Working together with the local community in Upton and The Land Trust, the Friends of the Countess of Chester Country Park are launching a project to commemorate the 100th anniversary of the end of the first world war.
Local wood carver Paul Edward will be using a cedar tree from Upton to carve a memorial poppy trail leading from the Upton war memorial into the Country Park, passing by the Life for a Life Memorial Forest, to a carved wooden bench in the centre of the Park. The tree, which has come to the end of its life and has had to be felled will be used to create a memorial to those who fell during WW1 or those who suffered as a result of it.
The project will be called ‘Fallen for the Fallen’.
The Friends are also in discussion with the National Trust at Chirk Castle where a similar cedar tree, which fell there in 2014, was used to create a bench to commemorate the beginning of the war. The Friends hope that a link can be forged between the two memorials.
Describing some of the detail of the project, Andy Scargill from the Friends Group said, “Each of the carved poppies along the trail will represent two or more of the soldiers whose names appear on the Upton War Memorial and local school children will work with The Conservation Volunteers (TCV) to sow wild flowers, including poppies, around each one. The children will also work with Julie Mitchell our town crier and local artist to create a mural which will represent and symbolise the learning journey the community has made reflecting upon World War One, the journey from the War Memorial to the Country Park and features the soldiers whose names are on the War Memorial. The mural will be displayed in a prominent local site to enable the community and visitors to see, and reflect upon, the children’s work.”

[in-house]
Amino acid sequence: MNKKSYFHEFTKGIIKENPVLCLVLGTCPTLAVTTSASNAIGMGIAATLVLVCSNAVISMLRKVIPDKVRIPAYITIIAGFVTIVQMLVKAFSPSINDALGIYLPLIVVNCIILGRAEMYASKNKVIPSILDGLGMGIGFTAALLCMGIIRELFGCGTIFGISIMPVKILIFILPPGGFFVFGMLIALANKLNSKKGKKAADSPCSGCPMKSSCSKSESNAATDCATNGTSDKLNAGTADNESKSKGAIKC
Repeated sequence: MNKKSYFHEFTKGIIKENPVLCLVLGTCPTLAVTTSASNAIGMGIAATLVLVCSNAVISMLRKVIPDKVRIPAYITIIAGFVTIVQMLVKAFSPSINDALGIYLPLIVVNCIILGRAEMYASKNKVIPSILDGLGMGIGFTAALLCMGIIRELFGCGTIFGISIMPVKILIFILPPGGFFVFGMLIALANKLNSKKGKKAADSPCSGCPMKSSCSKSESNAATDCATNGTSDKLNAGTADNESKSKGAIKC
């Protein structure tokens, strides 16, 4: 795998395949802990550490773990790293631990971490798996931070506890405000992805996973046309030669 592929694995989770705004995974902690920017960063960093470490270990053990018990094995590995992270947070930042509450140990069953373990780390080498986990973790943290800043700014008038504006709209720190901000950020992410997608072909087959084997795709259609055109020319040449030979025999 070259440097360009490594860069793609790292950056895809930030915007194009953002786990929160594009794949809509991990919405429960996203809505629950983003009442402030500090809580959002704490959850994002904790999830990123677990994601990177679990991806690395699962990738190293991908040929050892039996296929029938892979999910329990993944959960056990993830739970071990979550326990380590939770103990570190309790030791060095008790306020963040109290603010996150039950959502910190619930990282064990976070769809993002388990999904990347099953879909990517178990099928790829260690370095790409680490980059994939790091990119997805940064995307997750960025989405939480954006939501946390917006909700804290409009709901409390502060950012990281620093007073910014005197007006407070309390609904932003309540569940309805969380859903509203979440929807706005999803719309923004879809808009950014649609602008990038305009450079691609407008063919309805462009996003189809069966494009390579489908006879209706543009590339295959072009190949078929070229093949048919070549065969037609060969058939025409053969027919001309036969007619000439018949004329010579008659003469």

On the 11th November it is intended that, following a service at the Upton War Memorial, there will be an opportunity for people to follow the poppy trail to the memorial bench for a time of quiet and reflection. The poppies and bench will then remain in place as a permanent reminder of the human cost of war and a sign of hope for a peaceful future.
The Friends are grateful for the support from local Upton Councillor, Jill Houlbrook who is a member of the group and has provided practical resources to help us make this happen. “Providing a means of helping local people, and others, remember something which impacted massively on their community all those years ago has been on my mind for some time,” Cllr Houlbrook said, “I am pleased therefore to be part of this project, particularly as it also involves the Country Park which is now such an important part of Upton.” The Friends are also grateful to the many other people who have helped them create what they believe will play an important part in how Chester remembers Armistice Day in this special centenary year.